Latin Airline Finding Its Niche

Times Staff Writer

Good economic times create an updraft for air travel, which helps explain why Panama-based Copa Airlines is flying high.

Banking, construction and tourism are all booming here; economic growth last year soared 6.4%. If the proposed expansion of the Panama Canal and construction of a refinery by Occidental Petroleum materialize, the economy could keep growing for years to come.

Panama's neighbors, which provide Copa with most of its 32 destination cities, also are prospering. Analysts expect Latin America and Caribbean economies to expand 4.6% this year, topping growth in 2005.

That's why Latin Americans are hopping on airplanes like never before to travel for business and pleasure.

The trend is evident in last year's financial results for Copa Holdings, the airline's parent firm, whose stock is traded on the New York Stock Exchange. The company posted a 51% gain in revenue to $608 million and a 21% boost in net income to $82.7 million.

Last year, the airline saw 25% year-over-year growth in each of the industry's major performance measures, including revenue, total passengers and available seat miles, a common measure of aircraft capacity.

Latin America is a booming market for other global and regional airlines. According to Aviation Monitor, the major U.S. carriers' passenger traffic in and out of Latin America and the Caribbean rose 29% in 2005 compared with the previous year.

What is unusual about Copa's success is that it is not in the budget-priced segment, the part of the industry that has experienced the most growth in recent years. Gol of Brazil and Ryanair of Ireland, for example, have helped to revolutionize air travel by making it affordable for lower-income passengers.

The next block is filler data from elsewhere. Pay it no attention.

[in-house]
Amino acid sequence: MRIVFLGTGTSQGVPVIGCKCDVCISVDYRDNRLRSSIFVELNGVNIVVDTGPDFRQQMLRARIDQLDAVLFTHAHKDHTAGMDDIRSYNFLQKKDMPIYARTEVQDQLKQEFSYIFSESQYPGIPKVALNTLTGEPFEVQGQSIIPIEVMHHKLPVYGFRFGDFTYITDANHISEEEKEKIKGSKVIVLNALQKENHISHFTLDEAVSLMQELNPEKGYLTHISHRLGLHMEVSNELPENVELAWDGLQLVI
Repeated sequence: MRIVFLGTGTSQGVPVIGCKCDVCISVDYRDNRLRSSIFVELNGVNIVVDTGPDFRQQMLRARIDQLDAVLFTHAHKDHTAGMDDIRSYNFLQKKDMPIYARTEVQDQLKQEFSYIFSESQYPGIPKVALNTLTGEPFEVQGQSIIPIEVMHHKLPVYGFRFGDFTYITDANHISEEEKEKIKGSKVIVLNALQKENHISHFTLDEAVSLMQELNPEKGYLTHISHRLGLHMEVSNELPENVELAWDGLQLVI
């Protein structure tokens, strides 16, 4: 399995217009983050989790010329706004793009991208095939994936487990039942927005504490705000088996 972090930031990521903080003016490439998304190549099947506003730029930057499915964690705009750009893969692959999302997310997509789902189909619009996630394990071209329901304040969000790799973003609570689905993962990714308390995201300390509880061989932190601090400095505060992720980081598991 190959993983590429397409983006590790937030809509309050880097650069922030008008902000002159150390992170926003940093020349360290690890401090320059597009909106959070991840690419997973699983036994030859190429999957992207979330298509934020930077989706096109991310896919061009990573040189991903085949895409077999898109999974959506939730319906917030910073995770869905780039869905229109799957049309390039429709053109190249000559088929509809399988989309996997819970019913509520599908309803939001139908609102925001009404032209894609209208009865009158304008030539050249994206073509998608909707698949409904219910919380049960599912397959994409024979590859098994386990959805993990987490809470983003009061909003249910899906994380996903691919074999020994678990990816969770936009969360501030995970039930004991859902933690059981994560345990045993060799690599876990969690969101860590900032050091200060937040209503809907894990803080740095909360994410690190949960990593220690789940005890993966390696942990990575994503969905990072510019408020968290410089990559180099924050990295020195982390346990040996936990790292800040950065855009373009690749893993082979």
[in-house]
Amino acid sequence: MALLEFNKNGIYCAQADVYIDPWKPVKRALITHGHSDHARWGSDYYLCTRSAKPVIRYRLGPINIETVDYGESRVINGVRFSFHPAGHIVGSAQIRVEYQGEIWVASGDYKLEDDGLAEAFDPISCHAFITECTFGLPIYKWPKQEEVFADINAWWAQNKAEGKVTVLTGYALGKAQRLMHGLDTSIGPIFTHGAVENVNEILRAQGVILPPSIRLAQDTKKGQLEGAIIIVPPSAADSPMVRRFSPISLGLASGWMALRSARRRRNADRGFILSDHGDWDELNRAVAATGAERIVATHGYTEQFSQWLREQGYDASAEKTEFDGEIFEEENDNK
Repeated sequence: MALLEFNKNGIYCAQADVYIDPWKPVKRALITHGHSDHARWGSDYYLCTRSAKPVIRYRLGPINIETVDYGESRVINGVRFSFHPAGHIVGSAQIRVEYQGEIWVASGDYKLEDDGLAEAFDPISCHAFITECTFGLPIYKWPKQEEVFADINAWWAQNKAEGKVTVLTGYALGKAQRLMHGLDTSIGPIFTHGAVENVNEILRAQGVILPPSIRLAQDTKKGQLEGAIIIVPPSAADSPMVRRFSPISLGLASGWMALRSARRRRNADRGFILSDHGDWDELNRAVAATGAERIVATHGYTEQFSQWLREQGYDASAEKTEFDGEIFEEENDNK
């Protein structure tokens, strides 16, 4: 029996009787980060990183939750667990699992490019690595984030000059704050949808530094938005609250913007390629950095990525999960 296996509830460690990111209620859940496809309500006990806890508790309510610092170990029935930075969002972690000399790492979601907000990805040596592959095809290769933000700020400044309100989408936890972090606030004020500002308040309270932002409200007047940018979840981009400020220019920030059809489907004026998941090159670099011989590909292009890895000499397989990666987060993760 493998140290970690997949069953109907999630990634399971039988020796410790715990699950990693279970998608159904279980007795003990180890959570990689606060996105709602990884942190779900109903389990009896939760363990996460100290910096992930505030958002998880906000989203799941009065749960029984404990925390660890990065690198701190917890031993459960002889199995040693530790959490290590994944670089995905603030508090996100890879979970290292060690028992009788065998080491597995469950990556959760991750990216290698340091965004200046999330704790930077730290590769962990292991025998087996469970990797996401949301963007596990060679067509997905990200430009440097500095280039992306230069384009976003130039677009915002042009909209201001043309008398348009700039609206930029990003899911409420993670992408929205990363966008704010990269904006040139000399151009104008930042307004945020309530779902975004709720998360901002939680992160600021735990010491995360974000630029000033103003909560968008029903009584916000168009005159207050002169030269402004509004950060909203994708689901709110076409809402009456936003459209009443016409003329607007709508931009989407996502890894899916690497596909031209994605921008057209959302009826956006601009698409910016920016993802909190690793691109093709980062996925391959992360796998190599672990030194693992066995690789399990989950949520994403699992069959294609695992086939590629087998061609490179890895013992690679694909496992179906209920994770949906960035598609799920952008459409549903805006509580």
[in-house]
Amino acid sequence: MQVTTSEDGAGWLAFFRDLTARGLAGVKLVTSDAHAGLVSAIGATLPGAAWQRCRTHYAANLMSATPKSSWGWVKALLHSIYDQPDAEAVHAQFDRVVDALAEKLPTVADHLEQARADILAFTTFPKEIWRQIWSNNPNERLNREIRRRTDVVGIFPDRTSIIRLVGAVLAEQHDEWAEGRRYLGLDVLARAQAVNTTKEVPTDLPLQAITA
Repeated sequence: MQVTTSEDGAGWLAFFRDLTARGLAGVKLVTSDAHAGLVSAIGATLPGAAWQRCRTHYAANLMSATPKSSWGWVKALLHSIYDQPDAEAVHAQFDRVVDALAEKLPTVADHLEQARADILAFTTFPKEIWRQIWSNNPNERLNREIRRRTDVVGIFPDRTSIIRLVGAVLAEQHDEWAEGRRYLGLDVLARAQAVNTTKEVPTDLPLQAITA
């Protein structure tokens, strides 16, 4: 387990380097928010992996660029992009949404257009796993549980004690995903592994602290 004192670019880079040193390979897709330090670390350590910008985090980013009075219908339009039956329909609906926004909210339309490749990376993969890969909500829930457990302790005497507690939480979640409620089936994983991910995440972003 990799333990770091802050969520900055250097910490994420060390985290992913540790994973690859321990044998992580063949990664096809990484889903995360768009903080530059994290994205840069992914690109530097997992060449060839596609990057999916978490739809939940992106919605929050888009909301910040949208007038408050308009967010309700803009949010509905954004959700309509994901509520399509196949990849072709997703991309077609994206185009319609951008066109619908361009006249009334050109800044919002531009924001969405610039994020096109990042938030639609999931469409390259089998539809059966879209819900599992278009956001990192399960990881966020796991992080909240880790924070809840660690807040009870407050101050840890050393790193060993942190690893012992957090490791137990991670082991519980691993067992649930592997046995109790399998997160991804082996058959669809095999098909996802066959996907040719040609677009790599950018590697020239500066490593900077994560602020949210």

By contrast, Copa targets "must go" business travelers -- about half of its passengers -- who are looking to save time and are willing to pay premium prices.

Copa has appealed to them by initiating service to underserved cities frequented by Latin business travelers, said Ben Laidler, an equity analyst with UBS Securities in Santiago, Chile.

"Copa has no ambitions to become British Airways or Lan Chile," he said. "They are sticking to their knitting, which is serving medium-sized cities in the Andes, Caribbean and Central America where their sphere of influence is."

The boom times are especially visible in Panama. Copa's hub at Tocumen International Airport here is adding eight gates this year in a major expansion project to bring the total to 22.

The airline, which has a fleet of 24 Boeing 737s and Embraer 190 regional jets, all purchased since 1998, has 21 more planes on firm order.

Although the airline's executives don't like to broadcast it, Copa was given a boost by the 9/11 attacks in the United States. Tighter U.S. security means Latin American travelers have a much harder time getting transit visas to pass through Miami, Houston or Los Angeles on their way to or from Central and South America destinations.

To avoid the hassle, many choose an airline with a hub in Latin America -- such as Copa or TACA of El Salvador -- and make connections to Mexico, the Caribbean or South American destinations, with a stopover in Panama City or San Salvador, instead of Miami.